Around 4pm, we hit our major stop, Albuquerque, New Mexico. The stop here was for about 45 minutes as many people got off and even more, almost 200, got on. During that time however, we were able to walk off the train and check out the vendors set up specifically for this long stop. The items they had for sale were so interesting!, showcasing a lot of New Mexico’s culture. I got myself this clay-made turtle with plentiful strands of actual horse hairs, as well as a tiny duckling made of plaster (with a Yelp logo…?). These objects currently sit alongside my desk at home and will always remind me of the experience I had and the genuine connections I made with so many individuals throughout these few days.
By the time we departed, it was nearing 5pm and the sun was already setting. I took a few more photos and a bit more footage of the remaining visible scenery, then carried on with my reading for the rest of the night, before and after dinner.
For dinner, I ended up sitting with only two others, two older women who had actually lived in not just San Diego but in my very own city of Carlsbad! They currently reside in LA now, but that simple coincidence carried our conversation throughout the entire night. I got myself “The Amtrak Signature Steak,” a small (maybe 6oz) flat-iron steak with mashed (or baked) potatoes and steamed veggies. I was disappointed for a second time in the price for the quantity that I got; however the food was definitely enjoyable and still much better than what I could prepare on my own.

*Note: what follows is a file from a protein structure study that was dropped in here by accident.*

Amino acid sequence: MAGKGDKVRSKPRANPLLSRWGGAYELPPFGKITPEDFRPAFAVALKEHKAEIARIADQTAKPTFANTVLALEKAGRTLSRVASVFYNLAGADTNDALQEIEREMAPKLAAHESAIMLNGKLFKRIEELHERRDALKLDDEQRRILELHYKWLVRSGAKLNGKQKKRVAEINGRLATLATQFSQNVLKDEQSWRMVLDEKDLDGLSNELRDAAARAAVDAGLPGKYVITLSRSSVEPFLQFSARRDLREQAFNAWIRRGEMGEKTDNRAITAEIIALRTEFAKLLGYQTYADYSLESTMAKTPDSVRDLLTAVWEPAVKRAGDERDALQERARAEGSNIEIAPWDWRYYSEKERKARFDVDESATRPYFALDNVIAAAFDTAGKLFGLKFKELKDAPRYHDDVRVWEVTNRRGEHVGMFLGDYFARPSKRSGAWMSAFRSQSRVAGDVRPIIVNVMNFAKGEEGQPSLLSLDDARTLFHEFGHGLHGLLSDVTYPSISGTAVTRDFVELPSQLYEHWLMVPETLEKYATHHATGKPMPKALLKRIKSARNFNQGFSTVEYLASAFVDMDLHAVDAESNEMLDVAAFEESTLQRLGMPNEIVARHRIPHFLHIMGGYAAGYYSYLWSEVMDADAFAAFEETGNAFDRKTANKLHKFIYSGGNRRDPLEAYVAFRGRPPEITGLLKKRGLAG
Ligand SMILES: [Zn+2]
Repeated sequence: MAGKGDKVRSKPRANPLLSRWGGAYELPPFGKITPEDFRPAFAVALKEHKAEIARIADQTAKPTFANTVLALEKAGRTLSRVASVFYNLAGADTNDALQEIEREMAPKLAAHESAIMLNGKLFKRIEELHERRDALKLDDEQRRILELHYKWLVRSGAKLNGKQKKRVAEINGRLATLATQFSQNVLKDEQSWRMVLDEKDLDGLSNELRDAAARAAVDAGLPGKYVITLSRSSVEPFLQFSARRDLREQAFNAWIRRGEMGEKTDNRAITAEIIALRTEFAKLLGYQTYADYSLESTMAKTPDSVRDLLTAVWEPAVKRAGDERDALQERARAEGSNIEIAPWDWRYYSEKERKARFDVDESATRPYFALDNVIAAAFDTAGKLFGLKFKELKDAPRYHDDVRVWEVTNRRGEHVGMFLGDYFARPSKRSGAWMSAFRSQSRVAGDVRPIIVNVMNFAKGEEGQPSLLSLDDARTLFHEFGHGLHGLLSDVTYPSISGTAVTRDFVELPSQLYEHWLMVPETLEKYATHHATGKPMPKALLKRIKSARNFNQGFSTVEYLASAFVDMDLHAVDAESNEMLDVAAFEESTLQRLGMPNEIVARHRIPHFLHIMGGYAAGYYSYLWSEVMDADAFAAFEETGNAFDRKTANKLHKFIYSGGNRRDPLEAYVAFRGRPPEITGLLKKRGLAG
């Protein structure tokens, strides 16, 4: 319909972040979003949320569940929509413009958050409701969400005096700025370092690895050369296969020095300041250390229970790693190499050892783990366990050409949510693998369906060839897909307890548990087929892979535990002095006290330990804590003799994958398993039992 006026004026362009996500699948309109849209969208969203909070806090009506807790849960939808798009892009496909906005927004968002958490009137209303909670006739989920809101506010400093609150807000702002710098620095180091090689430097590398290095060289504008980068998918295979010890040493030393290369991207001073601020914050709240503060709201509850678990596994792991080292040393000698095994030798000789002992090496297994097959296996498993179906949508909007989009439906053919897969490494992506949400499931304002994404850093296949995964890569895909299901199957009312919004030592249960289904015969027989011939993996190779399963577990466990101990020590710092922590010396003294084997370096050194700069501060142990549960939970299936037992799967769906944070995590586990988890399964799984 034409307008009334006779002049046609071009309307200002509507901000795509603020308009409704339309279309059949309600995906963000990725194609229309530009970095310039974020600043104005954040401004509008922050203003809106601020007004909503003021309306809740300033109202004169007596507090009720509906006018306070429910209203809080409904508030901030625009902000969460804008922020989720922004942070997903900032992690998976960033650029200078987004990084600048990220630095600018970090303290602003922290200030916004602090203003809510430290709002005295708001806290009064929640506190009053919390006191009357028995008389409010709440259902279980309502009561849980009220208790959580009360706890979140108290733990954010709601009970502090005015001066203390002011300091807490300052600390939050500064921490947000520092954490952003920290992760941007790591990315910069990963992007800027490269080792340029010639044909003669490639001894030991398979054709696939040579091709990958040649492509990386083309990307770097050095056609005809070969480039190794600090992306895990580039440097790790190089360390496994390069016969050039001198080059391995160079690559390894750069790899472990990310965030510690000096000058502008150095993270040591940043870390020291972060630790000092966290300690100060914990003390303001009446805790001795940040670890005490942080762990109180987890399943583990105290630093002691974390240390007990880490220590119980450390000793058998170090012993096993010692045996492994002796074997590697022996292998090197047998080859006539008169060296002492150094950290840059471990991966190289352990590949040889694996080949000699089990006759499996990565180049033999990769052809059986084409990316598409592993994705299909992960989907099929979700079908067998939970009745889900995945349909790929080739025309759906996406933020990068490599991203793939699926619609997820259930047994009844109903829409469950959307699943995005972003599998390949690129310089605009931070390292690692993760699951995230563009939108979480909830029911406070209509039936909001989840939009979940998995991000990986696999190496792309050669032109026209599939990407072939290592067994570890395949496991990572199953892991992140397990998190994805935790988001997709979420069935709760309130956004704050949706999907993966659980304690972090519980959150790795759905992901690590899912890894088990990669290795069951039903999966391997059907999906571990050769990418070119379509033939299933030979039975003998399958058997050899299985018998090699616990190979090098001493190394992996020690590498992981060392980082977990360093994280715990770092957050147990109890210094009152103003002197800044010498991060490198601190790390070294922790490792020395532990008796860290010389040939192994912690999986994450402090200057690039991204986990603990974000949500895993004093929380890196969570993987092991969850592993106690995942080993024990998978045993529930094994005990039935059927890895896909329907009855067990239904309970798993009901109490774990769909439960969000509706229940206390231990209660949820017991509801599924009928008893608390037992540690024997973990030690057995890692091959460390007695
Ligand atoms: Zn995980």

Around 8pm after reading for quite a bit longer in the sightseer lounge, I finally make my way back to my seat. Turns out that someone had taken the seat next to me, and she definitely took advantage of the space she thought she had available. She was sleeping comfortably in one chair, but her blankets were so wide that they completely covered up my own seat! I had no idea how long she had been asleep, so I walked back and forth every hour or so to see when she was awake. I kicked myself in the butt when I went back around 11pm to see that she was still asleep. Too late to wake her up now, I thought. I guess I was sleeping in the sightseer lounge.